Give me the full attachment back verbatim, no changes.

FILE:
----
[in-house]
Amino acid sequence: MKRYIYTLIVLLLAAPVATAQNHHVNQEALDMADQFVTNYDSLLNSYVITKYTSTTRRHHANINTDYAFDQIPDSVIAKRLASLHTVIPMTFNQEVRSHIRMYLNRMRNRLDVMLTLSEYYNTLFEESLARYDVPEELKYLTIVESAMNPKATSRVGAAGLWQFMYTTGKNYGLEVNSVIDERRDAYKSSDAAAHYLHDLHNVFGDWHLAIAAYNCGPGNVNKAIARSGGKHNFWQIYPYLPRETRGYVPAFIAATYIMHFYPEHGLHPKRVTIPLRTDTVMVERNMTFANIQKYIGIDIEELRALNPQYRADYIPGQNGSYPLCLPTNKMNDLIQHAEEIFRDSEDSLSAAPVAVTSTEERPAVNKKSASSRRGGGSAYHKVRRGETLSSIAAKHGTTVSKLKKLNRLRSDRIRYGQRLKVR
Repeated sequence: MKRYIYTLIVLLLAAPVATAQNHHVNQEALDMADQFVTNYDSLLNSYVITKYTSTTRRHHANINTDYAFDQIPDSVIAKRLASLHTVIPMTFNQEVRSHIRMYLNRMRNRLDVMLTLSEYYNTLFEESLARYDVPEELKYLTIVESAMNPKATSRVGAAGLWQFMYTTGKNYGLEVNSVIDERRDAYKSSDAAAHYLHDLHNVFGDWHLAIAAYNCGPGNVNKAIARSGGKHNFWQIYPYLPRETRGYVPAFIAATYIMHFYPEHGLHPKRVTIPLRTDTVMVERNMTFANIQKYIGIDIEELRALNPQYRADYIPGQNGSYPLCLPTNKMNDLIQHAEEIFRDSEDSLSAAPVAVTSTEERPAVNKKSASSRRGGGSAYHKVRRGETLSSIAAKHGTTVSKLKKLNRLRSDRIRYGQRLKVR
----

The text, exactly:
[in-house]
Amino acid sequence: MKRYIYTLIVLLLAAPVATAQNHHVNQEALDMADQFVTNYDSLLNSYVITKYTSTTRRHHANINTDYAFDQIPDSVIAKRLASLHTVIPMTFNQEVRSHIRMYLNRMRNRLDVMLTLSEYYNTLFEESLARYDVPEELKYLTIVESAMNPKATSRVGAAGLWQFMYTTGKNYGLEVNSVIDERRDAYKSSDAAAHYLHDLHNVFGDWHLAIAAYNCGPGNVNKAIARSGGKHNFWQIYPYLPRETRGYVPAFIAATYIMHFYPEHGLHPKRVTIPLRTDTVMVERNMTFANIQKYIGIDIEELRALNPQYRADYIPGQNGSYPLCLPTNKMNDLIQHAEEIFRDSEDSLSAAPVAVTSTEERPAVNKKSASSRRGGGSAYHKVRRGETLSSIAAKHGTTVSKLKKLNRLRSDRIRYGQRLKVR
Repeated sequence: MKRYIYTLIVLLLAAPVATAQNHHVNQEALDMADQFVTNYDSLLNSYVITKYTSTTRRHHANINTDYAFDQIPDSVIAKRLASLHTVIPMTFNQEVRSHIRMYLNRMRNRLDVMLTLSEYYNTLFEESLARYDVPEELKYLTIVESAMNPKATSRVGAAGLWQFMYTTGKNYGLEVNSVIDERRDAYKSSDAAAHYLHDLHNVFGDWHLAIAAYNCGPGNVNKAIARSGGKHNFWQIYPYLPRETRGYVPAFIAATYIMHFYPEHGLHPKRVTIPLRTDTVMVERNMTFANIQKYIGIDIEELRALNPQYRADYIPGQNGSYPLCLPTNKMNDLIQHAEEIFRDSEDSLSAAPVAVTSTEERPAVNKKSASSRRGGGSAYHKVRRGETLSSIAAKHGTTVSKLKKLNRLRSDRIRYGQRLKVR